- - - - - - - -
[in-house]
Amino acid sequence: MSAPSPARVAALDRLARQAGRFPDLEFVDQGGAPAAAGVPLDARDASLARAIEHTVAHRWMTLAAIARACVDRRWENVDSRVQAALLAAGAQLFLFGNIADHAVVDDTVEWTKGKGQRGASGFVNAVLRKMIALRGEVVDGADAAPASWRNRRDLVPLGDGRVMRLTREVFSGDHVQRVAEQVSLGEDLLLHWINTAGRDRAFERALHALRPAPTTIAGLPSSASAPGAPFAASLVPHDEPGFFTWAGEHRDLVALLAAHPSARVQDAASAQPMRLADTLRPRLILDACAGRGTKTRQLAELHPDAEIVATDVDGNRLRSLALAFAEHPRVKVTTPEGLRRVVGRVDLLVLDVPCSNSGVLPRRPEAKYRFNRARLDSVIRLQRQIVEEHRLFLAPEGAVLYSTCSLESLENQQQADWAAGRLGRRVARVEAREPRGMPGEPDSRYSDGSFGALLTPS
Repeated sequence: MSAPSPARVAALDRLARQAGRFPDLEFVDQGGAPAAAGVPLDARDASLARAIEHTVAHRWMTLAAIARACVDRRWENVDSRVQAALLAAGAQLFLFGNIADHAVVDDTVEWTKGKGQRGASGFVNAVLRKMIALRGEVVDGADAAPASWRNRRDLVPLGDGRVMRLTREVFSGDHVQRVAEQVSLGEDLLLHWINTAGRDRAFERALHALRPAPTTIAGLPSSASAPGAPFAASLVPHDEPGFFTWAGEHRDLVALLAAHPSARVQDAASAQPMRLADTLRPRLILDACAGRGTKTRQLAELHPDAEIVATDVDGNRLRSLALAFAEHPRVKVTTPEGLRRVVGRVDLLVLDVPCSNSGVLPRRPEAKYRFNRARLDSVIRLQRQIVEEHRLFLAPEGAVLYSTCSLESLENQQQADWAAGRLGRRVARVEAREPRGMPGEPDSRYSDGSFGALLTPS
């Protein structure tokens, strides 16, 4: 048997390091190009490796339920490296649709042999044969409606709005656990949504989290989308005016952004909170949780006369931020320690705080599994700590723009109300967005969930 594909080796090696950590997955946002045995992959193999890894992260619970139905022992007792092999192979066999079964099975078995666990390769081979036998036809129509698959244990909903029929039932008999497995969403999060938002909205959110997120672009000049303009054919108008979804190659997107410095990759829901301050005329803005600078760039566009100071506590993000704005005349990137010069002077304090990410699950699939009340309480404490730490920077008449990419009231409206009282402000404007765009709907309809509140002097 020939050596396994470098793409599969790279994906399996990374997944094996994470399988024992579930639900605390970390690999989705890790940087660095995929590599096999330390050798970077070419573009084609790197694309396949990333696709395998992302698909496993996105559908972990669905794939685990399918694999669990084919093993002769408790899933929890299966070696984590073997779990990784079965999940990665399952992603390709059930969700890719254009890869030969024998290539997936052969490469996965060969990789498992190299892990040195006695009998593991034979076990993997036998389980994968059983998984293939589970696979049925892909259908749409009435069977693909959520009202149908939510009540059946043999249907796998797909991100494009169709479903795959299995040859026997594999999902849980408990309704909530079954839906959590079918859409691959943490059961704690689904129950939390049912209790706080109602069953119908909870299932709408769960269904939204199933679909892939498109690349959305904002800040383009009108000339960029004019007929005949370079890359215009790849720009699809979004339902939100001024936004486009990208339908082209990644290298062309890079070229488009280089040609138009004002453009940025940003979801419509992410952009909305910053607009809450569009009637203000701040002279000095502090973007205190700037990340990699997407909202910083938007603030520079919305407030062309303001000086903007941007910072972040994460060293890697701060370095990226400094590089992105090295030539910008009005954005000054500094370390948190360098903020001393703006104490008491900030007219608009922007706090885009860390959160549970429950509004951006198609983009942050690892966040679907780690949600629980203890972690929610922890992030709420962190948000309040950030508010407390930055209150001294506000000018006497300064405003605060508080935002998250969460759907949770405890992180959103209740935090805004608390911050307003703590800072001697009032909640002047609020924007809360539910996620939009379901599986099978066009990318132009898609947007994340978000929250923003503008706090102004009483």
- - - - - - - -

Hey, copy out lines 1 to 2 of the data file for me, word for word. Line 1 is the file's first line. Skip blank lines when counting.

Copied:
[in-house]
Amino acid sequence: MSAPSPARVAALDRLARQAGRFPDLEFVDQGGAPAAAGVPLDARDASLARAIEHTVAHRWMTLAAIARACVDRRWENVDSRVQAALLAAGAQLFLFGNIADHAVVDDTVEWTKGKGQRGASGFVNAVLRKMIALRGEVVDGADAAPASWRNRRDLVPLGDGRVMRLTREVFSGDHVQRVAEQVSLGEDLLLHWINTAGRDRAFERALHALRPAPTTIAGLPSSASAPGAPFAASLVPHDEPGFFTWAGEHRDLVALLAAHPSARVQDAASAQPMRLADTLRPRLILDACAGRGTKTRQLAELHPDAEIVATDVDGNRLRSLALAFAEHPRVKVTTPEGLRRVVGRVDLLVLDVPCSNSGVLPRRPEAKYRFNRARLDSVIRLQRQIVEEHRLFLAPEGAVLYSTCSLESLENQQQADWAAGRLGRRVARVEAREPRGMPGEPDSRYSDGSFGALLTPS